Making an orchid arrangement for your home is simple and will deliver many weeks of enjoyment.
These days orchids are both affordable and plentiful. Most grocery stores stock a variety of orchid plants usually starting at around $14.00. Creating a live floral for your home is so satisfying, mainly because it can be done with great success in a matter of a few minutes.
In a recent post, I created succulent plantings in a pair of urns as we focused on the Biophilic design trend. Maybe you have heard of this movement, To define it simply: Biophilic design is a focus on bringing the outdoors into our environments.
In the winter months and early spring, I crave live plants around me to balance the barrenness of the outdoors. Having fresh flowers in the house is such a luxury and orchids if properly cared for, last weeks or months.
To create an arrangement for your home, you will need a large container, foil, to secure and balance the plants, green and/or Spanish moss to cover the top, and of course, orchids in roughly the same size and color. The size of the planter will determine how many orchids you need. My large white pot holds 2 orchids.
I like to use foil to lift the orchids to the correct height in the container. Foil is very moldable so you can easily create a base using it. If you have more than 2 orchids, it’s also helpful to use crushed foil in between the orchids to keep them properly spaced and upright. Once I had the base of foil, I filled in with moss.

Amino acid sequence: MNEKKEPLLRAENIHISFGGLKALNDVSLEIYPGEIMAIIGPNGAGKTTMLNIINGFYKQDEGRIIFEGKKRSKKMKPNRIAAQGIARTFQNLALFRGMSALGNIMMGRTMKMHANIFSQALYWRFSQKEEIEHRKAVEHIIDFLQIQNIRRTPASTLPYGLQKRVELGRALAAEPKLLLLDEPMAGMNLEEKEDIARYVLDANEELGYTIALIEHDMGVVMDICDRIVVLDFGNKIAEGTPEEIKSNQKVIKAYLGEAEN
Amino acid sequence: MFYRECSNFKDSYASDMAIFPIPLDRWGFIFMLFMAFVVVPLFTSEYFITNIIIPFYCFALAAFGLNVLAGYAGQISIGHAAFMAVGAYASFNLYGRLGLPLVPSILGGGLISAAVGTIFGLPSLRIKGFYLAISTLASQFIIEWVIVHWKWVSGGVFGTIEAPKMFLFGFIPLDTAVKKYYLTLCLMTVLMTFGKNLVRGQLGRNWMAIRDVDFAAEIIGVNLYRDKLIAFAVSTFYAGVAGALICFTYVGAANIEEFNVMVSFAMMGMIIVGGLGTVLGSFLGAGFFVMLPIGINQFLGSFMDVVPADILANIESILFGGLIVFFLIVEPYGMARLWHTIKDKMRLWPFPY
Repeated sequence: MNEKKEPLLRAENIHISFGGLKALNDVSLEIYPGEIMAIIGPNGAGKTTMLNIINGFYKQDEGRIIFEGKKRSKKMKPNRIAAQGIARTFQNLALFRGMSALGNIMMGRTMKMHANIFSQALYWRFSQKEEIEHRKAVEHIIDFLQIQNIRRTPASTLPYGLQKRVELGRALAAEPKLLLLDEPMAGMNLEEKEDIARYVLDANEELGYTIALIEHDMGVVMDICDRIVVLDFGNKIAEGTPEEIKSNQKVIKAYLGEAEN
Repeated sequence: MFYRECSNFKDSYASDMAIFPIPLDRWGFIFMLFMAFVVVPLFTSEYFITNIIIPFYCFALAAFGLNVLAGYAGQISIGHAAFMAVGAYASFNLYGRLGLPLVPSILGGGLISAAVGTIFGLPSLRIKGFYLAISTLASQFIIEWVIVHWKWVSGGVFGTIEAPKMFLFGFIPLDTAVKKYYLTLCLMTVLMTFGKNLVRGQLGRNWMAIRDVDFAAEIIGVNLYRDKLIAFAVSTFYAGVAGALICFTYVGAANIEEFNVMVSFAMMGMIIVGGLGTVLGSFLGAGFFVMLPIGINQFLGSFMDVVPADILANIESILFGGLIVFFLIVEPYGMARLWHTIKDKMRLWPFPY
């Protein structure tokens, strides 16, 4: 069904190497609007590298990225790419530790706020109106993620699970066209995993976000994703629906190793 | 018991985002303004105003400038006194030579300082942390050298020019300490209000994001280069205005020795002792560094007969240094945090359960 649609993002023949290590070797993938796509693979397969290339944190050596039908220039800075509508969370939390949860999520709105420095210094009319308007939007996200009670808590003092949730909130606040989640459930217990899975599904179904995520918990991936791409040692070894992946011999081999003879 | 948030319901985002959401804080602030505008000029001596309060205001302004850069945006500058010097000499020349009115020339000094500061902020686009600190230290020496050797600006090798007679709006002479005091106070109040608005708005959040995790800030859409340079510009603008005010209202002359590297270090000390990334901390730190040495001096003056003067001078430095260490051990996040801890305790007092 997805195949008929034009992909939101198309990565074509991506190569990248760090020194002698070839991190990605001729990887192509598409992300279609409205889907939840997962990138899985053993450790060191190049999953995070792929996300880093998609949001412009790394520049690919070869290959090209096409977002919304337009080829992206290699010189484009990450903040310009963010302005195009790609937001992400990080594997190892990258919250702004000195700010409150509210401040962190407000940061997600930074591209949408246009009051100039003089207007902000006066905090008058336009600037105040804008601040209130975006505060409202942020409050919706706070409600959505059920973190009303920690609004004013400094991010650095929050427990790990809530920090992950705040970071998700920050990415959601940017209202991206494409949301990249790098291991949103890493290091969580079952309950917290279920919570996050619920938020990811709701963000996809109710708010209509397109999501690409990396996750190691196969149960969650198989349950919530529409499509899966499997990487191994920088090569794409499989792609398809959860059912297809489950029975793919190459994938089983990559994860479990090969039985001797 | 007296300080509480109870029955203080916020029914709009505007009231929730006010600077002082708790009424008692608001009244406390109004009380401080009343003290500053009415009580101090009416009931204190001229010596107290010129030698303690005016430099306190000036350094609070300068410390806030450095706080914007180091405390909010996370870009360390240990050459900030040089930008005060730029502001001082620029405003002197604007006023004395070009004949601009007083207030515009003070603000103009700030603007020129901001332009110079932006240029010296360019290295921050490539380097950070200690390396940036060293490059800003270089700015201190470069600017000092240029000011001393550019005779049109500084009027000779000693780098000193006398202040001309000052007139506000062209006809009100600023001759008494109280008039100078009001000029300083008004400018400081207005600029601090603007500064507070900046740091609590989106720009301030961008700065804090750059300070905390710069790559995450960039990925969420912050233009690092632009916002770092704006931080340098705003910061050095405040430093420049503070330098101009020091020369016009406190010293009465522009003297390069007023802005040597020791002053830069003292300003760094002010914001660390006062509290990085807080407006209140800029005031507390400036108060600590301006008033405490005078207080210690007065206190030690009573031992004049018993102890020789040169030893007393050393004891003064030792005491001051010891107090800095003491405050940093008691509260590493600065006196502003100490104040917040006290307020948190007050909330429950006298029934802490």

Place the orchids into the container taking care to point the blooming branches in the direction that makes sense for your arrangement. For this grouping, I pointed the blooms in opposite directions. Sometimes I take the orchids out of the decorative pots they come in but this time, the pots were just nestled into the container.
To finish the arrangement, fill in the top with green moss.
I placed my arrangement on a large silver plate tray on the coffee table in my living room and have been enjoying it now for about a month.
A few more tidbits:
Many experts tell you not to water orchids with ice cubes, that said, I find moving orchids to water them sometimes upsets the plants and they begin to drop blooms. I give each orchid 3-4 cubes every week in the cooler months and as the sun gets hotter coming through my windows, I will water them a bit more often. Do what works the best for you!
Did you know that you can tell the age of an orchid by the leaf sets? Each leaf set represents 1 year of life! It’s hard to tell from this photo but these orchids are 3 years old.
Did you know that the vanilla bean comes from a species of orchids?
I’d love to hear from you! Comment below to keep the conversation going!